General Health

General health issues, Medical conditions, Research and studies and more

Mental Health

Natural Medicine

Nutritional supplements, Herbs, Alternative medicine and more…

Wellness & Lifestyle

Nutrition, Diets, Healthy living, Detox, Exercise and Physical Fitness, Sports Fitness and more…

Women’s Health

Relationships, Pregnancy, Birth control, Menopause and more

Home » News

Study cautions babies born at home may be at increased risk for health problems

Article / Review by on February 10, 2012 – 8:28 pmNo Comments

Study cautions babies born at home may be at increased risk for health problems

Although home births account for fewer than 1 percent of births in the United States, the percentage of women choosing to deliver at home has increased notably since 2004, according to the most recent data(.pdf) from the National Center for Health Statistics.

Study cautions babies born at home may be at increased risk for health problems

Now new research from UC San Francisco shows that babies delivered at home may be at higher risk of complications after birth including low Apgar scores and seizures. In the study, researchers examined birth certificate data on nearly 2.3 million singleton U.S. births in 2008. Health Day reports that researchers found:

Babies born at home were more than twice as likely to have an Apgar score of under 7 as children born in a hospital or at a birthing center, and also had double the chances of having a seizure.

The Apgar score is a test used to measure a child’s skin color, pulse and overall vigor in the moments after birth.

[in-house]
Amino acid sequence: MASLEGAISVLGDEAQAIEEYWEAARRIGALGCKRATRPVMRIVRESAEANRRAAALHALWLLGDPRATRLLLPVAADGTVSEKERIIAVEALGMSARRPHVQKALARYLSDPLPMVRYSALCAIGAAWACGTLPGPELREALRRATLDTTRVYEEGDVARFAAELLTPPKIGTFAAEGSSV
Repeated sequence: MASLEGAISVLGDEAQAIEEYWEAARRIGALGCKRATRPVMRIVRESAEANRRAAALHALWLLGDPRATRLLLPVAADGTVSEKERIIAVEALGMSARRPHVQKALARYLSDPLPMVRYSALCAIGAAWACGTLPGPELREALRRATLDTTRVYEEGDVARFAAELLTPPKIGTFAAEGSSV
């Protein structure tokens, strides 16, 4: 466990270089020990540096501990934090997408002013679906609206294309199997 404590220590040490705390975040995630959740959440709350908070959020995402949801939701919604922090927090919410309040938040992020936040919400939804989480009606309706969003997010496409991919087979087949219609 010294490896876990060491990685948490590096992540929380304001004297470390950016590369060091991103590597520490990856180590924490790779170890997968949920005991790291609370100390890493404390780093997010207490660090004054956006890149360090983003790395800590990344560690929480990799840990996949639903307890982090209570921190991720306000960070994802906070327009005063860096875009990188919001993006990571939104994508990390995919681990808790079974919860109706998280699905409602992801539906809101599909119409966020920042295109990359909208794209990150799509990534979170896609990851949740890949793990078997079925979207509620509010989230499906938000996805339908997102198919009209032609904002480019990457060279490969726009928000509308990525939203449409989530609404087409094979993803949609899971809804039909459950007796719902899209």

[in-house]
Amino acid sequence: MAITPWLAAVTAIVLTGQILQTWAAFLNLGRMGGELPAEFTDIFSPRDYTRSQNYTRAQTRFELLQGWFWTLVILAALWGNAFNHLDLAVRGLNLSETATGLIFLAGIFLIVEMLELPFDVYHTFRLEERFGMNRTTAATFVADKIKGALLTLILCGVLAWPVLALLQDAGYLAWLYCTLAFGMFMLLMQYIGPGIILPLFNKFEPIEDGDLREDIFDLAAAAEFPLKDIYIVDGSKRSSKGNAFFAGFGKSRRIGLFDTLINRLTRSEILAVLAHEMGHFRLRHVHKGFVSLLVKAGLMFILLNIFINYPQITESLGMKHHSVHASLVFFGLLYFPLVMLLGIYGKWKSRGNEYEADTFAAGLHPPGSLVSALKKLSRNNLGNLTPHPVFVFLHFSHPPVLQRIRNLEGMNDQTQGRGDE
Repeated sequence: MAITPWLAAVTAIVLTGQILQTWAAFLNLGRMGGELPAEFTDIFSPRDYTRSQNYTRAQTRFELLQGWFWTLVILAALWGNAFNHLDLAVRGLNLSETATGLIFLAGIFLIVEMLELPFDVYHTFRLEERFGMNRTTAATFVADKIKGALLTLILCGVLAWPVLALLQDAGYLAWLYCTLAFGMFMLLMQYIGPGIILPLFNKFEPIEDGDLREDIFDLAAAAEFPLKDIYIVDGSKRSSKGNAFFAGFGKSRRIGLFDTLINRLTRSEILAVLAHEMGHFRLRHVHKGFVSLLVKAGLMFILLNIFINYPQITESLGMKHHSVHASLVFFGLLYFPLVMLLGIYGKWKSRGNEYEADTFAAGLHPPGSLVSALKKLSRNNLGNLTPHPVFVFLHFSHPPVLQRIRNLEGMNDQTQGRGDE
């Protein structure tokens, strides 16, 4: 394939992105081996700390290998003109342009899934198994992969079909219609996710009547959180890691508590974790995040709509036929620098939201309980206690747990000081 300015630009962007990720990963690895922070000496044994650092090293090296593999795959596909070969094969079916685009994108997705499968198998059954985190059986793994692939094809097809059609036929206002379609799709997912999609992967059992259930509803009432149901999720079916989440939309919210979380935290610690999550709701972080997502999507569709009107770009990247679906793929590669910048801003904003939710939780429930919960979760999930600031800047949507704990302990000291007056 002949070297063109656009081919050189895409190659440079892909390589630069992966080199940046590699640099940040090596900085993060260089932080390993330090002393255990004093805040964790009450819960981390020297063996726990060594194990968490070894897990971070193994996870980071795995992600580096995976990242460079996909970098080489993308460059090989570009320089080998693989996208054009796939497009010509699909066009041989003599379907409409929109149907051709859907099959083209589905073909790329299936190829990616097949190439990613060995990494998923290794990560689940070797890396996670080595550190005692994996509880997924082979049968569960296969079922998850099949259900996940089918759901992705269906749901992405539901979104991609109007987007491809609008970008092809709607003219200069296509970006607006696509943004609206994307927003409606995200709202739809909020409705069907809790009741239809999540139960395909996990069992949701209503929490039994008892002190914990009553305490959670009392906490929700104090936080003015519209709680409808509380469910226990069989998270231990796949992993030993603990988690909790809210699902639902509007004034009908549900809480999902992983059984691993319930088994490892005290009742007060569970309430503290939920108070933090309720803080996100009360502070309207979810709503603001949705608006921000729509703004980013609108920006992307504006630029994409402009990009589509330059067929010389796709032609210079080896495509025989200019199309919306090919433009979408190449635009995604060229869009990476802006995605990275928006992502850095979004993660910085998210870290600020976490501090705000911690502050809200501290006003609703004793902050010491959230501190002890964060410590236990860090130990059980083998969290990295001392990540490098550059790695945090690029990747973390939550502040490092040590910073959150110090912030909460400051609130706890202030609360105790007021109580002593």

The overall number of kids who had seizures was low — less than 1 percent at any location.

However, researchers say that some of these risks were reduced if a certified nurse midwife was present at the home birth.

Further down in the story, Mary Norton, MD, professor of obstetrics and gynecology at Stanford, comments on the findings and advises women considering a home birth to recognize that it involves certain risks. She says:

Even in a normal-health woman with a normal pregnancy, there will always be unanticipated things that can happen and unanticipated emergencies.

This data does indicate there is a higher level of risk to the baby when delivering at home. If someone is carefully monitored, is in close proximity to the hospital and willing to go to the hospital if needed, then the risks are lower.

By Lia Steakley
Stanford University Medical Center

Photo by David Roseborough

###

* Stanford University Medical Center integrates research, medical education and patient care at its three institutions – Stanford University School of Medicine, Stanford Hospital & Clinics and Lucile Packard Children’s Hospital.

**  The above story is adapted from materials provided by Stanford University School of Medicine

________________________________________________________________

More about Stanford University

Tags: , , , , ,

Leave a comment!

Add your comment below, or trackback from your own site. You can also subscribe to these comments via RSS.

Be nice. Keep it clean. Stay on topic. No spam.

You can use these tags:
<a href="" title=""> <abbr title=""> <acronym title=""> <b> <blockquote cite=""> <cite> <code> <del datetime=""> <em> <i> <q cite=""> <s> <strike> <strong>

Notify me of followup comments via e-mail. You can also subscribe without commenting.